Bernie Worrell, Parliament-Funkadelic Keyboardist, Dies at 72

Musician was also known for his work with Talking Heads

Last Updated: June 24, 2016 @ 4:17 PM

Bernie Worrell, the keyboardist and composer who was known as an early member of Parliament-Funkadelic, died Friday, according to his website. He was 72.

A Facebook account purporting to belong to Worrell bore the message, “At 11:54, June 24, 2016, Bernie transitioned Home to The Great Spirit. Rest in peace, my love — you definitely made the world a better place. Till we meet again, vaya con Dios.”

Worrell had been battling lung cancer.

The musician, also known for his work with Talking Heads, was born in Long Branch, New Jersey, in 1944.

In the 1970s, he met George Clinton, leader of doo-wop group The Parliaments, and the pair joined forces, moving the Parliaments and their backing band the Funkadelics to Detroit and merging them into the musical powerhouse Parliament-Funkadelic.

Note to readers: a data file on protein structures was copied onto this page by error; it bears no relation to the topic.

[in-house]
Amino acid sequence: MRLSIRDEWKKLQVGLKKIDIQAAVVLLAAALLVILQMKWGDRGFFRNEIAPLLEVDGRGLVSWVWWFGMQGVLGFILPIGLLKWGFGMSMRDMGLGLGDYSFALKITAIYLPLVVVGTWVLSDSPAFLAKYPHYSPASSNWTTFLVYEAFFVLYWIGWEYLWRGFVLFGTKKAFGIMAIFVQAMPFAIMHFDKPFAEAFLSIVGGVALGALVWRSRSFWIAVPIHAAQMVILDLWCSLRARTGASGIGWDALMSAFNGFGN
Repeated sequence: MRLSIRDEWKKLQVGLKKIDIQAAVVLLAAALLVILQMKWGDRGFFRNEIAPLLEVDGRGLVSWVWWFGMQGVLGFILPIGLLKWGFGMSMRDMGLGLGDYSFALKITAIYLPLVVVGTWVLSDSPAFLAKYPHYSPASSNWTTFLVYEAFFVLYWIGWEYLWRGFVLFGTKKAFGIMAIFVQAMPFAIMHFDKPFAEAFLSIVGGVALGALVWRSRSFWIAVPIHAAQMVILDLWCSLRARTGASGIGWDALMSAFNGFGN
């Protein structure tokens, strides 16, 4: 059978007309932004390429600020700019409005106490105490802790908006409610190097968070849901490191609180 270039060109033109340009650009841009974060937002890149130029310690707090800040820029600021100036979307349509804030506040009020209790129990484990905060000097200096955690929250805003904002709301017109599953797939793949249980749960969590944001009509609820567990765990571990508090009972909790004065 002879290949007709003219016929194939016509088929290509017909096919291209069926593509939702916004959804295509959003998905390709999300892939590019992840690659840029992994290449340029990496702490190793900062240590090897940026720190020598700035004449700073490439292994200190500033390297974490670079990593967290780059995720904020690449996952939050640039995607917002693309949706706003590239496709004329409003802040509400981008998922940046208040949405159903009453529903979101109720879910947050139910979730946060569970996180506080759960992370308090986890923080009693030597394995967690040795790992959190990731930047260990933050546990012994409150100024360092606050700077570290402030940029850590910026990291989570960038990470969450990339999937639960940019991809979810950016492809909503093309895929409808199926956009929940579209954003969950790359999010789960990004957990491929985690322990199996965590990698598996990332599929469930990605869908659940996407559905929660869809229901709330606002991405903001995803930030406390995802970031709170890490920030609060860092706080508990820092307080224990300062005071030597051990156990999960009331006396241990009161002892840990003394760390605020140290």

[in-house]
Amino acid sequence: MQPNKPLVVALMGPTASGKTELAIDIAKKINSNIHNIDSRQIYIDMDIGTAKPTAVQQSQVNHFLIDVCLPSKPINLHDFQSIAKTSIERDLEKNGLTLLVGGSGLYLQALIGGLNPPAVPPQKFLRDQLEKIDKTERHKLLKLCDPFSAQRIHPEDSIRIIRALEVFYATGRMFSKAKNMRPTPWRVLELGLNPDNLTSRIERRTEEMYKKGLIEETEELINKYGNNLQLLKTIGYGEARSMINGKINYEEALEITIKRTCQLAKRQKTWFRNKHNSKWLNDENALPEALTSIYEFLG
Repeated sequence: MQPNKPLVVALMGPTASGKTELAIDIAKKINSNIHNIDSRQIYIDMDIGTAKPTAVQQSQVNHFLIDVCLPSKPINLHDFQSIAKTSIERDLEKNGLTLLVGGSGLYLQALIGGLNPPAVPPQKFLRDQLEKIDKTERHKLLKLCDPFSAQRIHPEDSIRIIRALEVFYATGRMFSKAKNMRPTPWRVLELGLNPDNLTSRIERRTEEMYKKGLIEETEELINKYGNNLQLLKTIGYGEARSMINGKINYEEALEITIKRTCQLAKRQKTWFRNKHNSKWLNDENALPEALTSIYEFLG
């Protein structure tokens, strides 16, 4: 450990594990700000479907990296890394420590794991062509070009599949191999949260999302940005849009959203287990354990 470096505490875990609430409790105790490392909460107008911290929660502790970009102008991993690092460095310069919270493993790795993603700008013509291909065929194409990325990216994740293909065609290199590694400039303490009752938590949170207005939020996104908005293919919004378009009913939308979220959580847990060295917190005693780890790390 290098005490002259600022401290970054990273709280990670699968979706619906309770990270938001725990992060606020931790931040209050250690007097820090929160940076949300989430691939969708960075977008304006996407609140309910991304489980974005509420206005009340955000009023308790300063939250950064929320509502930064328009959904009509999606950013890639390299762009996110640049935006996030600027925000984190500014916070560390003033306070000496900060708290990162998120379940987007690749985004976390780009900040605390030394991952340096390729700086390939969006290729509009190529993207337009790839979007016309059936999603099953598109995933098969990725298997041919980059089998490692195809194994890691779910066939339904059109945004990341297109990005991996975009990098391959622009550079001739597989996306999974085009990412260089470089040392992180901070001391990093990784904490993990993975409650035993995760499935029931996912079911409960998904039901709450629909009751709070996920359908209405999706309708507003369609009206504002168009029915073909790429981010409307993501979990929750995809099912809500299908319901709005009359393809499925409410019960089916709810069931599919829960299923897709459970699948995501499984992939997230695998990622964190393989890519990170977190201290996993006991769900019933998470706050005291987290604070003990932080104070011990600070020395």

Worrell’s keyboard work, which gave Parliament-Funkadelic a futuristic flair thanks to his use of the Moog synthesizer, is prominently featured on songs such as “Mothership Connection (Star Child)” and “Give Up the Funk (Tear the Roof off the Sucker).”

During a hiatus from Parliament-Funkadelic in the 1980s, Worrell was brought aboard to play with Talking Heads, becoming a de facto member. He collaborated with a wide array of musicians throughout his career, including Primus bass player Les Claypool, Bill Laswell, Cream bass player Jack Bruce and many others.

Worrell was diagnosed with stage-four lung cancer in January. In May, his wife Judie said that the musician could “barely speak.”

“Tumor has grown and Recurrent laryngeal nerve is pressing on vocal cord, paralyzing it,” she wrote on Worrell’s Facebook page. “Treatment starts Tuesday to (hopefully) shrink tumor before it gets to other vocal cord and/or shuts down breathing. VERY difficult time for him.”


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